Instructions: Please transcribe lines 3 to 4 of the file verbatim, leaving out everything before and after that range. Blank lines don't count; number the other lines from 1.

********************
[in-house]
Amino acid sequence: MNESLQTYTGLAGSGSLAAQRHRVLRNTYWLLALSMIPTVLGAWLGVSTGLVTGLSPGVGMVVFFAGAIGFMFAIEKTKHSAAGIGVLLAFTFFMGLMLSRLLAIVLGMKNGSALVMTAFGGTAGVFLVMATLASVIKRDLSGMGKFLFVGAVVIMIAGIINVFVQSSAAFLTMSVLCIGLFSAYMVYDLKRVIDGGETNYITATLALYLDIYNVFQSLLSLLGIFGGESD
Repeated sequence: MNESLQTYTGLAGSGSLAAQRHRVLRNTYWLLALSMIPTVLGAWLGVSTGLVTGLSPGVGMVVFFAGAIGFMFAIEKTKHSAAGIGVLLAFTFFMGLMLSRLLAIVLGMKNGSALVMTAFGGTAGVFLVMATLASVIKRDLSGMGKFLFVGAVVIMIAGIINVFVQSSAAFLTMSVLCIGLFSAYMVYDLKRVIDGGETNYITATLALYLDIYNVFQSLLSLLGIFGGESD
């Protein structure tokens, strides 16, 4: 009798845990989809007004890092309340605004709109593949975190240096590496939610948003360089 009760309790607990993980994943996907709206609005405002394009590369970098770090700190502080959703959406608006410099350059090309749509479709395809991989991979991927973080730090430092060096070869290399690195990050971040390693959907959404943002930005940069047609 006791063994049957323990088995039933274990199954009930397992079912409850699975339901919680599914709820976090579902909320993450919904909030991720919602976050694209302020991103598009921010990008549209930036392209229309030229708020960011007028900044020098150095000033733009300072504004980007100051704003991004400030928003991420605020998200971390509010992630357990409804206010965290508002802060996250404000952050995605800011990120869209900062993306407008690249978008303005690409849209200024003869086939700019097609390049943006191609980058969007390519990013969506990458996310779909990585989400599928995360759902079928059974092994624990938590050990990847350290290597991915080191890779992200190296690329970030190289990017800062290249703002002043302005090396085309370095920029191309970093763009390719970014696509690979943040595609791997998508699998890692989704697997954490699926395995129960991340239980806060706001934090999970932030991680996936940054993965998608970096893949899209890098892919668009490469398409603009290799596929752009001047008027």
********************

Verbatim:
Repeated sequence: MNESLQTYTGLAGSGSLAAQRHRVLRNTYWLLALSMIPTVLGAWLGVSTGLVTGLSPGVGMVVFFAGAIGFMFAIEKTKHSAAGIGVLLAFTFFMGLMLSRLLAIVLGMKNGSALVMTAFGGTAGVFLVMATLASVIKRDLSGMGKFLFVGAVVIMIAGIINVFVQSSAAFLTMSVLCIGLFSAYMVYDLKRVIDGGETNYITATLALYLDIYNVFQSLLSLLGIFGGESD
């Protein structure tokens, strides 16, 4: 009798845990989809007004890092309340605004709109593949975190240096590496939610948003360089 009760309790607990993980994943996907709206609005405002394009590369970098770090700190502080959703959406608006410099350059090309749509479709395809991989991979991927973080730090430092060096070869290399690195990050971040390693959907959404943002930005940069047609 006791063994049957323990088995039933274990199954009930397992079912409850699975339901919680599914709820976090579902909320993450919904909030991720919602976050694209302020991103598009921010990008549209930036392209229309030229708020960011007028900044020098150095000033733009300072504004980007100051704003991004400030928003991420605020998200971390509010992630357990409804206010965290508002802060996250404000952050995605800011990120869209900062993306407008690249978008303005690409849209200024003869086939700019097609390049943006191609980058969007390519990013969506990458996310779909990585989400599928995360759902079928059974092994624990938590050990990847350290290597991915080191890779992200190296690329970030190289990017800062290249703002002043302005090396085309370095920029191309970093763009390719970014696509690979943040595609791997998508699998890692989704697997954490699926395995129960991340239980806060706001934090999970932030991680996936940054993965998608970096893949899209890098892919668009490469398409603009290799596929752009001047008027």